8 extreme cases of insurance fraud

Waiter, there's a mouse in my soup!
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Waiter, there's a mouse in my soup!

Carla Patterson tried to tap a Virginia Cracker Barrel restaurant for a $500,000 insurance settlement after discovering a mouse in her vegetable soup. But the national chain investigated and found that the mouse had no soup in its lungs and had not been cooked. Patterson was sentenced to a year in prison.

"That's one form of extortion. Swindlers will target restaurants to make a quick windfall in the belief that the eatery doesn't want the negative publicity and will quietly pay the claim on the theory that the claimant isn't going to go to the media," Quiggle says.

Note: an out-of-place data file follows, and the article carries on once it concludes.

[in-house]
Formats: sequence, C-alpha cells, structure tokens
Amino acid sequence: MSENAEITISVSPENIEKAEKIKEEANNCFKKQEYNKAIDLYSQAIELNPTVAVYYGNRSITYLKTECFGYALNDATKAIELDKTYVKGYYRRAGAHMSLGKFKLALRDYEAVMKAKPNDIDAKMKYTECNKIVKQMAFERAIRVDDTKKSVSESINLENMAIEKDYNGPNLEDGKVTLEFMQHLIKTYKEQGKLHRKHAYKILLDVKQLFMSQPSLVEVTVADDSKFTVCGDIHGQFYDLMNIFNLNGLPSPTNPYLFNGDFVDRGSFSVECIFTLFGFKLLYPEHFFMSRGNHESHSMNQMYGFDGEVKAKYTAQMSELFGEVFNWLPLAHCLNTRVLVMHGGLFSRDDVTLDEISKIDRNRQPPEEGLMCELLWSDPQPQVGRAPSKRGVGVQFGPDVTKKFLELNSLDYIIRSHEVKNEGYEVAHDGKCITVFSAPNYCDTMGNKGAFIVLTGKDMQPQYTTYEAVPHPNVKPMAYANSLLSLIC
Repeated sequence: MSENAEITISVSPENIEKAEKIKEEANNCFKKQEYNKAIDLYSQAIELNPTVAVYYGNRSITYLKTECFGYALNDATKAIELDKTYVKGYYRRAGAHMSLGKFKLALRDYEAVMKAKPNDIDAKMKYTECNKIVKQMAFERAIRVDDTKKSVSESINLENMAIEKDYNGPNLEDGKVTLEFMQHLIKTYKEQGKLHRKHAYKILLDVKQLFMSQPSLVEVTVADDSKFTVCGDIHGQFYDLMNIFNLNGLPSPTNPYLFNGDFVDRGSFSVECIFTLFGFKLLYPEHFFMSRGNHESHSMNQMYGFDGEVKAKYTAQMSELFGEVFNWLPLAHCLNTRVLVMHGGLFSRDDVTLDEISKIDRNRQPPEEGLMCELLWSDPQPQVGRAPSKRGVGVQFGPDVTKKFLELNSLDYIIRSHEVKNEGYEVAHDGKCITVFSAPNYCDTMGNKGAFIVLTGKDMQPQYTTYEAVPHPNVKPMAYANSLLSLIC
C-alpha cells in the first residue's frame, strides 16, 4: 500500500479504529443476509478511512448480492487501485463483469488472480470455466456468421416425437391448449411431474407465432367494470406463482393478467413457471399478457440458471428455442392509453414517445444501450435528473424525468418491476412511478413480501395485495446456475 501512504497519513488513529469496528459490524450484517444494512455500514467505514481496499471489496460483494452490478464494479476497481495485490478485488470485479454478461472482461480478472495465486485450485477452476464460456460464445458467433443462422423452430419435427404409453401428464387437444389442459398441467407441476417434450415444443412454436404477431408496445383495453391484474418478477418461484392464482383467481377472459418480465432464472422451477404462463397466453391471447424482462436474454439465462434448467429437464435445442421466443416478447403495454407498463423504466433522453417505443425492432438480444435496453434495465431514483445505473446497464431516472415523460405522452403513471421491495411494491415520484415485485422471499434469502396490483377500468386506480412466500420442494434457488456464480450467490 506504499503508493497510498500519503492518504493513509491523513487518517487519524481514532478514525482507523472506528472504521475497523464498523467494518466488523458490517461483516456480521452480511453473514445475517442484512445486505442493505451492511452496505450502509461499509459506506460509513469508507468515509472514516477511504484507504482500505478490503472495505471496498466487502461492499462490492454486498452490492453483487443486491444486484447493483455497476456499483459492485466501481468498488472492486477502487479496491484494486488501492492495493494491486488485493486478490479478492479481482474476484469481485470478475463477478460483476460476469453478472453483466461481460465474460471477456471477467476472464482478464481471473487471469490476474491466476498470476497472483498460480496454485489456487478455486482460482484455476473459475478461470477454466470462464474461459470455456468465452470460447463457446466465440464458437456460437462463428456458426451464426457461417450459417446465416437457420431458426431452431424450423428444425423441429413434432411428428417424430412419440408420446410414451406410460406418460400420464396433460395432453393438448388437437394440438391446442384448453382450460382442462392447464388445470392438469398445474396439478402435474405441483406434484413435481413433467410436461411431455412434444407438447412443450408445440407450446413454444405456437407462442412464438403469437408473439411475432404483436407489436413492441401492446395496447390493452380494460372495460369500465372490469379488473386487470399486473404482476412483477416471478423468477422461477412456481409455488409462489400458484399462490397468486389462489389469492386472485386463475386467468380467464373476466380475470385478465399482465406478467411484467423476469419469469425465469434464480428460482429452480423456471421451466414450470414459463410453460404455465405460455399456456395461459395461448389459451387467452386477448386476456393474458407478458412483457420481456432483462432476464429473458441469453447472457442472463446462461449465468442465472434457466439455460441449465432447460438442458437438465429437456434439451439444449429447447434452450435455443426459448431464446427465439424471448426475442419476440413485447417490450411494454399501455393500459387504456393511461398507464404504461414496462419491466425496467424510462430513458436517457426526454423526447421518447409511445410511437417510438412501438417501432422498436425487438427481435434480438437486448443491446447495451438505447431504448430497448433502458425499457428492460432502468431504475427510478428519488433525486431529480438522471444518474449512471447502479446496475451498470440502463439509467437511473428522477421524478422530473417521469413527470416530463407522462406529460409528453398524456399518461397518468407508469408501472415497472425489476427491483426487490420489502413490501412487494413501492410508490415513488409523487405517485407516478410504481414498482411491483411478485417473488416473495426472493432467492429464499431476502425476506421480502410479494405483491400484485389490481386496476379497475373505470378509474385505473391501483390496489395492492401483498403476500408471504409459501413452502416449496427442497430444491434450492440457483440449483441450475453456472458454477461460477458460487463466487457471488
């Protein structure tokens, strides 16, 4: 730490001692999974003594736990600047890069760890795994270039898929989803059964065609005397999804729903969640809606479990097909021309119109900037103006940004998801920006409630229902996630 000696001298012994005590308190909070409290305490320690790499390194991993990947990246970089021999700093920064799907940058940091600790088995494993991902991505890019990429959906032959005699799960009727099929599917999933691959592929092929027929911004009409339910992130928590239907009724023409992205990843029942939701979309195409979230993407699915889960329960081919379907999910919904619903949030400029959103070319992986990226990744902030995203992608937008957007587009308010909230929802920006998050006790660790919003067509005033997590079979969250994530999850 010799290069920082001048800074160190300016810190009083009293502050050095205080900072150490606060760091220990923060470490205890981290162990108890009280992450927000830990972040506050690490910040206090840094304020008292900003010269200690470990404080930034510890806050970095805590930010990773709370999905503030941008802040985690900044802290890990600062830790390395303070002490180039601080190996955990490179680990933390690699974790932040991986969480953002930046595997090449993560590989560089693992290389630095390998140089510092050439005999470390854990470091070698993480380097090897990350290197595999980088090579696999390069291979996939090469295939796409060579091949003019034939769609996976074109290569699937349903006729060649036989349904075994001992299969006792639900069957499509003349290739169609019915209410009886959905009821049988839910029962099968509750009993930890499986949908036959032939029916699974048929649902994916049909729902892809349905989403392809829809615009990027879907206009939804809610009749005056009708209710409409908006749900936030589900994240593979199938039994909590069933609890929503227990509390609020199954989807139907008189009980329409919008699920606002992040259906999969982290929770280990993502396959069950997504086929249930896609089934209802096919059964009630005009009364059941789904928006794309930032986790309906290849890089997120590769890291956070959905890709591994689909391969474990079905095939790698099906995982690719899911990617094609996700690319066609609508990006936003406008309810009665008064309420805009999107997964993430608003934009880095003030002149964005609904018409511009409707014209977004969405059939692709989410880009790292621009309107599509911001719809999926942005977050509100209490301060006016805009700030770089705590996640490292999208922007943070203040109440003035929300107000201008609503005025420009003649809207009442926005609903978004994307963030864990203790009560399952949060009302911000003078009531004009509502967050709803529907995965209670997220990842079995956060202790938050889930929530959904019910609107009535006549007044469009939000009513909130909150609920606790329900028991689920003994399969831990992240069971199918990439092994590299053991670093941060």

What con artists don't know is that chain restaurants are wise to the risk of fake tainted-food claims and have tightened their food production procedures to combat such claims.

"If you claim that you found a worm in your soft drink, the company can go right back to its production procedures and determine with certainty that a worm never could have gotten into that drink," he says. "They go to great lengths to examine the claim to see if it's valid or not."




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